This also means that all the inner triangles are congruent and also similar to triangle ABC!

Case 3: Barney starts at any Arbitrary point on the triangle other than vertices or midpoints.

This time Barney hits the wall 6 times instead of 3. Does this make a difference? How long is this path?

First we observe that Line 23 is parallel to BC and Line 34 is parallel to BA, of course. Thus B23F is a parallelogram. So 23 = B4 and B2 = 34. In the same way, using parallelograms, 12=3C, 1C = 23, 56 = 4C, A5 = 34, 54 = A3, 54=6C, and so on...

Thus, The distance that barney traveled is 12+23+34+45+56+61 = (A3+3C)+(C4+4B)+(B2+2A) = AC+CB+BA = perimeter of the triangle. Thus, Barney traveled the same distance as the perimeter of the triangle.

The facts above can also be used to point out a number of similar and congruent triangles that are within the big triangle, such as triangle B21 = Triangle C34. I will not point them out here as that could get rather redundant. It is more important to move on to the other cases.

Case 4: Barney in the triangle. Let's first look at when Barney is at the centroid.

In the image, P is the centroid, and the red marks the path taken by Barney. As you can see it is similar to the case of the midpoint in that there are only 3 segments needed. VUP actually provides another path that could have been taken. Any way you slice it, though, you end up with 3 segments. How long is this path? Well it seems like it needs to be less than the path taken when Barney was on the midpoint. Let's prove this.

Since P is the centroid, we have the ratios AP/PL, CP/PN and BP/PM all being 2/1 (I actually proved this in a previous write-up, assignment 4). Triangles APF and ALC are similar due to Angle-Angle-Angle. Thus Ap/AL, AF/AC and PF/LC all have a 2/3 ratio. So we have FC/AC = (AC-AF)/AC = (3/2)/3 = 1/3/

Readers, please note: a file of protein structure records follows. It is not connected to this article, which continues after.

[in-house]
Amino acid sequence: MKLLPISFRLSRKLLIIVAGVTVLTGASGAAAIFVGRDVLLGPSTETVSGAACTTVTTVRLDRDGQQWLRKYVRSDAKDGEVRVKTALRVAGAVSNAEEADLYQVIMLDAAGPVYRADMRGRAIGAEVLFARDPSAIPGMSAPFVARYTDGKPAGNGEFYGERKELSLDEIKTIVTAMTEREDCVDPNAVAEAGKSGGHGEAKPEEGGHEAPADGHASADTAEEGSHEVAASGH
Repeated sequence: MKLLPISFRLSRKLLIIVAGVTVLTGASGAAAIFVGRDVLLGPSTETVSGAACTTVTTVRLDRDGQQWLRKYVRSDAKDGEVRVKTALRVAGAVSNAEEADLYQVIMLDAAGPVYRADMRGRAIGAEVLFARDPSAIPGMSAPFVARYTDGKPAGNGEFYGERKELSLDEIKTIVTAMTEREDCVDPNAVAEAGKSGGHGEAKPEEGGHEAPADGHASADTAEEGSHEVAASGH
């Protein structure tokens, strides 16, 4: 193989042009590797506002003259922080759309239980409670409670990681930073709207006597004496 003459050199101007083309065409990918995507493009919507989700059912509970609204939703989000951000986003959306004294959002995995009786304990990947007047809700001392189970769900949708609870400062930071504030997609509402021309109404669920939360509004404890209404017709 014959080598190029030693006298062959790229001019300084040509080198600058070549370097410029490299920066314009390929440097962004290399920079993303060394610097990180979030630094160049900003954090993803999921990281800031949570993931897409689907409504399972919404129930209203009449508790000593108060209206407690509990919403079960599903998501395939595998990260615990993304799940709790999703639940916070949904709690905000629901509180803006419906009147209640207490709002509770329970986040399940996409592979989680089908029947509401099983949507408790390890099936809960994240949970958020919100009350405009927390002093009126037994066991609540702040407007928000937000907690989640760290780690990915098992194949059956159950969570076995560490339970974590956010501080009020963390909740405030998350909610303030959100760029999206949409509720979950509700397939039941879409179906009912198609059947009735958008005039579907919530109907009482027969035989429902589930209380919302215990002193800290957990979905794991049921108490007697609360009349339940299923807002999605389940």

We also know that EF is parallel to AB and that CEF is similar to CAB due to Angle-Angle-Angle. Thus, again EF/AB = CF/AC = 1/3which implies that EF = 1/3*AB.

PF/LC = 2/3 because APF and ALC are similar, and UP/BL = AP/AL = 2/3 because AUP and ABL are similar. Thus UP=2/3*BL, PF =2/3*LC and BL = LC.

So because AUF is similar to ABC, AF/AC= UF/BC = 2/3 and UF = 2/3*BC. Thus, PF = 1/2*UF = 1/2*(2/3*BC) = 1/3*BC.

We do the same process to find that PE = 1/3*AC ad so PE+EF+FP = 1/3*AC + 1/3*AB + 1/3*BC which means that Barney traveled one-third of the perimeter in his trip and we have found the length of his trip!

It looks like if Barney wants to travel a short distance, he should start at the centroid! Let's see if we can find an even more convenient route for him...

Case 5: Barney starts at an arbitrary point (inside of the triangle).

I found that the case of the orthocenter and an arbitrary point that isn't the centroid work just the same, so I will prove the arbitrary point using the orthocenter in this case.

Barney's path is shown in the Blue, where Barney goes from P to E to start, and so on.

Note that Barney still will hit wall or bounce six times before he goes back to the point where he starts, except that the first and last "leg" of the track can be seen as one path divided into two parts with P lying on the path. It is also true that the path in which Barney travels is different than in Case 3 (when P was an arbitrary point on a side), the distance he travels is exactly the same as that in Case 3. Both distances equal the perimeter of triangle ABC.